Simon Bridge

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    If you do not provide consistent information I cannot help you.
    If you do not answer questions I cannot help you.

    The three quoted values in post #6 are not all the same - please reread carefully: the last one has an s in it which is not present in the other two ... I included the first two because the form of the solution appears to be contributing to the confusion.

    In post #7 you are telling me something different for your answer as well.
    How did you get ##\frac{ta^3}{3}## ?

    In post #6 I have asked to see this working - do you not want to supply it?
    In post #2 I asked about the angle between the two beams - the working shown in post #1 suggests that both beams may be 30deg from the horizontal - is that correct? As drawn in post #1 there is actually not enough information to solve the problem.

    Please be more careful with your typing - typos in the math just add to the confusion.
  10. Dec 28, 2012 #9
  11. Dec 28, 2012 #10

    Simon Bridge

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    OK - now I see.
    The model answer is just using a rule - knowing the second moment for a beam and how to combine them. That way they could do it in one step. Simple addition, that you used, does not always hold.

    I think you should look at the examples in the wikipedia article on "second moment of inertia" to see what I mean then go through the calculation again without leaving out any steps. Meantime, I'll see if I can't produce a useful model answer for you.
  12. Dec 29, 2012 #11
    I will be very thankfull if you could explain it to me. Whatever I do I cant get where the (1/2)² is coming from. Will you do me some calculations? please? I have an exam soon and it is a real pain in the ***.
  13. Jan 1, 2013 #12

    Simon Bridge

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    Sorry for the delay - I've been somewhat busy myself.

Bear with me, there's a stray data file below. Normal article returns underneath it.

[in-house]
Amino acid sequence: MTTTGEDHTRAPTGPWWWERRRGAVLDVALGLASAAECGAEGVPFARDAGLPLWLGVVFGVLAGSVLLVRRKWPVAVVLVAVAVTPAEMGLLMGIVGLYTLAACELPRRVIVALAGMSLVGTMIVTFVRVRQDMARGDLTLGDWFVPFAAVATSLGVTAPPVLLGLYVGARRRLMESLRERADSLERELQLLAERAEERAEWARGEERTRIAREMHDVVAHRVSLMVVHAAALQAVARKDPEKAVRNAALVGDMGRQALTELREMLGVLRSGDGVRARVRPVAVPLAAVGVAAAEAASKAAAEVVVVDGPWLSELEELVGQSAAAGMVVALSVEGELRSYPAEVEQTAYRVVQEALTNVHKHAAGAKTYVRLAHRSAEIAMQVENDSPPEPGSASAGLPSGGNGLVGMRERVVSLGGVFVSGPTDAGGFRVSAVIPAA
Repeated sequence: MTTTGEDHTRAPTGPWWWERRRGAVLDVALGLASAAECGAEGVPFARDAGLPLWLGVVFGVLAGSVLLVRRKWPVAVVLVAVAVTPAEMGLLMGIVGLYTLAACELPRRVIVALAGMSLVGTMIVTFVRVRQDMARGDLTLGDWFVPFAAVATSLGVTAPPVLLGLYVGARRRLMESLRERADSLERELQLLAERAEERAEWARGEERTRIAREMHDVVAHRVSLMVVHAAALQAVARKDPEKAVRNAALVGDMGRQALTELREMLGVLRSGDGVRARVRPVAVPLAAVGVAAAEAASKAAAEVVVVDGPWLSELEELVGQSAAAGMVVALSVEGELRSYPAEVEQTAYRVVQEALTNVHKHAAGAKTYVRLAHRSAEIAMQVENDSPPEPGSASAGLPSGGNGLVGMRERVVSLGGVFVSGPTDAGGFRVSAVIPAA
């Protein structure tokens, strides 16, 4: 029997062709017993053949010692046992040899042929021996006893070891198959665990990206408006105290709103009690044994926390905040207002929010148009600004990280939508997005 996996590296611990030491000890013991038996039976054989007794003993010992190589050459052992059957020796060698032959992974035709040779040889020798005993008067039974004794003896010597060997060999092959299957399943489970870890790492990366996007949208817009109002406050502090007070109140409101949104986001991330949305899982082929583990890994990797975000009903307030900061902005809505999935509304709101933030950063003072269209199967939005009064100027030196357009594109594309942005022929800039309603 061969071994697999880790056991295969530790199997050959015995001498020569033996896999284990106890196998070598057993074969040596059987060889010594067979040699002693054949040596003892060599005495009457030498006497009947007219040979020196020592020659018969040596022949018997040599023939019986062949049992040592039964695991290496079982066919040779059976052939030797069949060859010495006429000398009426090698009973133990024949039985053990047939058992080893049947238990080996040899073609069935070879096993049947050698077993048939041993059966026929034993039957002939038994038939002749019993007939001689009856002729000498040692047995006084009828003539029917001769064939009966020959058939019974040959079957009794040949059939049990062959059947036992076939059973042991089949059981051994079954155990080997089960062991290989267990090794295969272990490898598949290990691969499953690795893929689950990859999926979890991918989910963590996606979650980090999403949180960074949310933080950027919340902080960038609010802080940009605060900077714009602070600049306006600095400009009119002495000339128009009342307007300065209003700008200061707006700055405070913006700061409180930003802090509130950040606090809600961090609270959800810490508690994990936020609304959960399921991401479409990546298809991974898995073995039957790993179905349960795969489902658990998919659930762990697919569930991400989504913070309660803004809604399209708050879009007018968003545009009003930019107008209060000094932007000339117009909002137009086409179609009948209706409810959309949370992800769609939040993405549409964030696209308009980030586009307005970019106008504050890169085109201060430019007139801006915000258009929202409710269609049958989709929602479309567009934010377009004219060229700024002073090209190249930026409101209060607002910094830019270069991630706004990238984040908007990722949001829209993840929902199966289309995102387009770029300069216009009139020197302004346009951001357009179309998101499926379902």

Preparing for exams over xmas/new-year is a bummer!

    Anyhow - I had a go looking for the 1-step approach used by the model answer and got nowhere. Someone with more recent experience should do better ... I can only conclude that the examiner was expecting people to use a remembered result from class. You should look through your notes although it is possible that the particular method was not used this year.

    It is also possible that the model answer or the question is somehow in error :)

    Anyway - the way to check would be to use the transformations.
    Divide the area into two rectangular areas. Let area 1 be the thin rectangle and area 2 be the fat one.

    Use the following observations:

    For a rectangular area with extent a along the x axis and t along the y axis, the CG moments are: $$J_{xx}=\frac{at^3}{12}\; ; \; J_{yy}=\frac{a^3t}{12}\; ; \; J_{xy}=0$$
    After a rotation angle ##\phi## in the x-y plane: $$[J_{xx}]_{rot}=\frac{1}{2}(J_{xx}+J_{yy})+\frac{1}{2}(J_{xx}-J_{yy})\cos(2\phi)-J_{xy}\sin(2\phi)$$ ...etc.

    ... but all that is for an axis through the centroid. If the axis is a distance d from the centroid, then you use the parallel axis theorum: $$J_{xx}=[J_{xx}]_{CG}+Ad^2$$ ... for you, for ##J_{xx}##, ##A=4ta## and ##d=a/4## (if the x-axis passes through the apex of the triangle formed by the beams.)

    ... you'll have to modify for ##J_{yy}## but you already know the center of mass coordinates.

    There is going to be some approximation here - you'll have to use your judgement. I was working with the origin through the center of one end of each - which means there is an overlap of area ##3t^2/4## which I hope is small. You may want to use a different geometry.

    For the small area I get: $$J_{xx}=\frac{3}{4}\frac{at^3}{12}+\frac{ta^3}{12}$$ ... which seems suggestive. It's been a while since I had to do these though so check yourself.
  14. Jan 2, 2013 #13
    Amazing. thank you very much Simon!!